How to Set Up SSH Key-Based Authentication on Ubuntu 20.04

How to Set Up SSH Key-Based Authentication on Ubuntu 20.04

SSH key-based authentication is used as an additional layer of security for remote system access using a Public key. The concept of public-key encryption was established in 1975 by Whitfield Diffie and Martin Hellman.

SSH key-based authentication works with two keys, private and public keys. The private key is stored on the host where the SSH client is working, while the public key is stored on the SSH server.

Setting Up Key-based Authentication

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Setting up of SSH key-based authentication consists of four phases, which may be described as follows:

  • Generate the SSH Key Pair
  • Install the SSH Public Key to Your Server
  • Connect to the Server with an SSH key
  • Disable the Password Authentication
    • Enable Password-based Authentication for a specific user
    • Enable Password-based Authentication for the Root user

Prerequisite

  • Server with Ubuntu 20.04 operating system
  • Root user or another user with Sudo privileges

Generate the SSH Key Pair

Create the SSH key on the client with the following command.

sudo ssh-keygen

Enter the file in which to save the key (/root/.ssh/id_rsa): – Enter a name for the key, if you don’t want to give any name then simply skip this step by pressing the Enter button. By default, it will assign id_rsa as the key name.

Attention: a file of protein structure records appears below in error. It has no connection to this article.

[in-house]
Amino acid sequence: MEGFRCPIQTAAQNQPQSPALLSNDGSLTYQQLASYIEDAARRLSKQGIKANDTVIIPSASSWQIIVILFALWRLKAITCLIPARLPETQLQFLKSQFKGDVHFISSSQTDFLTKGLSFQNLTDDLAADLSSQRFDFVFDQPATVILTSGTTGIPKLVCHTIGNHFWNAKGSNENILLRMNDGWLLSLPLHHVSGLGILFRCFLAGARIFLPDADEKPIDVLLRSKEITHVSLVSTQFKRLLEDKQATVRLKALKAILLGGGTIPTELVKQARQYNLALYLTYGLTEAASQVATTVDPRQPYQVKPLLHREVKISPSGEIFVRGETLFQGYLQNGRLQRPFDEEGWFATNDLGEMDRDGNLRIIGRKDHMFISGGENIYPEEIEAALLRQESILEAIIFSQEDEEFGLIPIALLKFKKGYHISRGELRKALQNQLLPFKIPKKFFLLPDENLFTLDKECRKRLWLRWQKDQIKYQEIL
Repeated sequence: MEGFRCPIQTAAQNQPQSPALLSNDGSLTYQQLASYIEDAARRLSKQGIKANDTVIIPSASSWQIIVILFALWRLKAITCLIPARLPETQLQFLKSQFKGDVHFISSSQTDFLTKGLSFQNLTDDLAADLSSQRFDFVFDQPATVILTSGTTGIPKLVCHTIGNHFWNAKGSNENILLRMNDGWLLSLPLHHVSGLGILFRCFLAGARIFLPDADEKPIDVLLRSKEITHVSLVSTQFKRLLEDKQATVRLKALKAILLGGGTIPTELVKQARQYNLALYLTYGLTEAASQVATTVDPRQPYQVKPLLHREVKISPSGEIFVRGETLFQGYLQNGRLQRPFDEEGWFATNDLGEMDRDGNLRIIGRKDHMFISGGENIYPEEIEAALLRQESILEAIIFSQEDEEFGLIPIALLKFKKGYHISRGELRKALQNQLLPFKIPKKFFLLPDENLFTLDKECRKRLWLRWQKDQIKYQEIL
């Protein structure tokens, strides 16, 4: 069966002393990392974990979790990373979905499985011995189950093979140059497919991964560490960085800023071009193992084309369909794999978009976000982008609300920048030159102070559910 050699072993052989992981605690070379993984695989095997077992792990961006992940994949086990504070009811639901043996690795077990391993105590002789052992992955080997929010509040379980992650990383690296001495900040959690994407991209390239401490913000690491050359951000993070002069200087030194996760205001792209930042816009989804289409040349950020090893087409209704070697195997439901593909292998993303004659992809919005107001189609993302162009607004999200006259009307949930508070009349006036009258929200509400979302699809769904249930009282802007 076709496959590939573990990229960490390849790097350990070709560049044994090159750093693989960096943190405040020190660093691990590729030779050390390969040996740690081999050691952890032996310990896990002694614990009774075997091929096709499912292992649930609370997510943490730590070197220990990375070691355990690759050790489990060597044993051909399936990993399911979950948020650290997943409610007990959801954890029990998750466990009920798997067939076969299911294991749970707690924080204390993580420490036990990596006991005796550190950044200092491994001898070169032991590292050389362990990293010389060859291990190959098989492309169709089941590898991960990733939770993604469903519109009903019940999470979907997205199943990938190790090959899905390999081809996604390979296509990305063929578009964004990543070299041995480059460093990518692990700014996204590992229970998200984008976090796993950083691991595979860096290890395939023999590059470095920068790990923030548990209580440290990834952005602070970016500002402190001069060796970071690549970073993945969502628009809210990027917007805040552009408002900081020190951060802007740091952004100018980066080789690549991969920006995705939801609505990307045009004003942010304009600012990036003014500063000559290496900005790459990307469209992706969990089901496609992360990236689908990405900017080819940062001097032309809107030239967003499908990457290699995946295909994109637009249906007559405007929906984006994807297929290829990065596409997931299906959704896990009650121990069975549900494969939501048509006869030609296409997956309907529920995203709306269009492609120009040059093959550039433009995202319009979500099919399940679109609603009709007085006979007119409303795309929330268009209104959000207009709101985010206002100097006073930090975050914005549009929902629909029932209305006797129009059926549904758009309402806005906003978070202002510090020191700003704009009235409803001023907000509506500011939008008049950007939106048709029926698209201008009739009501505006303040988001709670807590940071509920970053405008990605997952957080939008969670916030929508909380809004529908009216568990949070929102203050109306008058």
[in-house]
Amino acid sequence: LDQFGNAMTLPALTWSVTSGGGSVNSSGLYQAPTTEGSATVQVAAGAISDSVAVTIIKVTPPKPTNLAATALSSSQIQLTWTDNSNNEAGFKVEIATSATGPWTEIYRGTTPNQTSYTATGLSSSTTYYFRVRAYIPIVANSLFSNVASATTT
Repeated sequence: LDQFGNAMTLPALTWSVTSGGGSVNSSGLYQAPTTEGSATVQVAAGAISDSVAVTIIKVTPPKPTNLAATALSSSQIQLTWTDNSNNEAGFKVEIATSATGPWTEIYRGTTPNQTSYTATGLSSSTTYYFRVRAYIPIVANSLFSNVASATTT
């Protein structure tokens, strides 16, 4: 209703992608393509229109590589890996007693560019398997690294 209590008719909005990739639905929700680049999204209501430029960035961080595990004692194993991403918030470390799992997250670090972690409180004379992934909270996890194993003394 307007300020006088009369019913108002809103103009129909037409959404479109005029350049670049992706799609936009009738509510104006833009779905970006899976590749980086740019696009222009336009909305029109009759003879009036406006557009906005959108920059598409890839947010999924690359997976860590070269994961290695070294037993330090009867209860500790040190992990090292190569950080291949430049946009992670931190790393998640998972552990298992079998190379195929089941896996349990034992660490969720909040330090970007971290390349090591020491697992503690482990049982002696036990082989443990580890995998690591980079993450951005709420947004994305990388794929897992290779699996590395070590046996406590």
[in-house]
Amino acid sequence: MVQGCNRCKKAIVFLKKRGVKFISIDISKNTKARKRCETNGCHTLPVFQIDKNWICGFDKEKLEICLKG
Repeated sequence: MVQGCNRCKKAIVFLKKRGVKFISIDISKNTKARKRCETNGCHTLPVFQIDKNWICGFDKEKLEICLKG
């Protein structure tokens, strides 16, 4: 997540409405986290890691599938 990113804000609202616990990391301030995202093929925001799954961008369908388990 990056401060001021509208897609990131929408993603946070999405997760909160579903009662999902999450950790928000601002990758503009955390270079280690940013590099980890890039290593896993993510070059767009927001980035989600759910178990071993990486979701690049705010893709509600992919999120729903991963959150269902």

Enter passphrase (empty for no passphrase): – Enter a password for the key, then press Enter button and again enter the same password. If you don’t want to protect the key with a password, then simply skip this step by pressing the Enter button.

Generating new SSH keys

The ssh-keygen command will generate two keys, private (id_rsa) and public (id_rsa.pub) keys.

Install the SSH Public Key to Your Server

To configure the SSH key on the server, we need to upload the SSH public key on the server. We have multiple ways to upload the public key on the server.

Install Public key with ssh-copy-id

The ssh-copy-id tool by default installed in many operating systems. If your operating system does not have the ssh-copy-id tool, then you need to use the second option. To use the ssh-copy-id tool, you must have password-based SSH authentication access.

  • Run the following command to use the ssh-copy-id tool.
ssh-copy-id [email protected]_ip

Are you sure you want to continue connecting (yes/no)?” :- Type yes and press the Enter button to save the Fingerprint.

[email protected]_IP password”:– Now enter the password of the server.

Install Public key with ssh-copy-id

Install the Public key with SSH

If the ssh-copy-id tool now works for you, then we can copy the Public key with SSH on the server.

  • Run the following command to copy the public key with the ssh command. The below command will take the public key from the default path (~/.ssh/id_rsa.pub). If you want to add any other public key on the server, then replace the default path with the path of your public key.
cat ~/.ssh/id_rsa.pub | ssh [email protected]_ip "mkdir -p ~/.ssh && touch ~/.ssh/authorized_keys && chmod -R go= ~/.ssh && cat >> ~/.ssh/authorized_keys"

Are you sure you want to continue connecting (yes/no)?” :- Type yes and press the Enter button to save the Fingerprint.

[email protected]_ip password:” – Now enter the password of the server.

Install the Public key with SSH

Connect to the Server with the SSH key

We have successfully configured the SSH key-based authentication on the server. Now it’s time to test the SSH key-based authentication.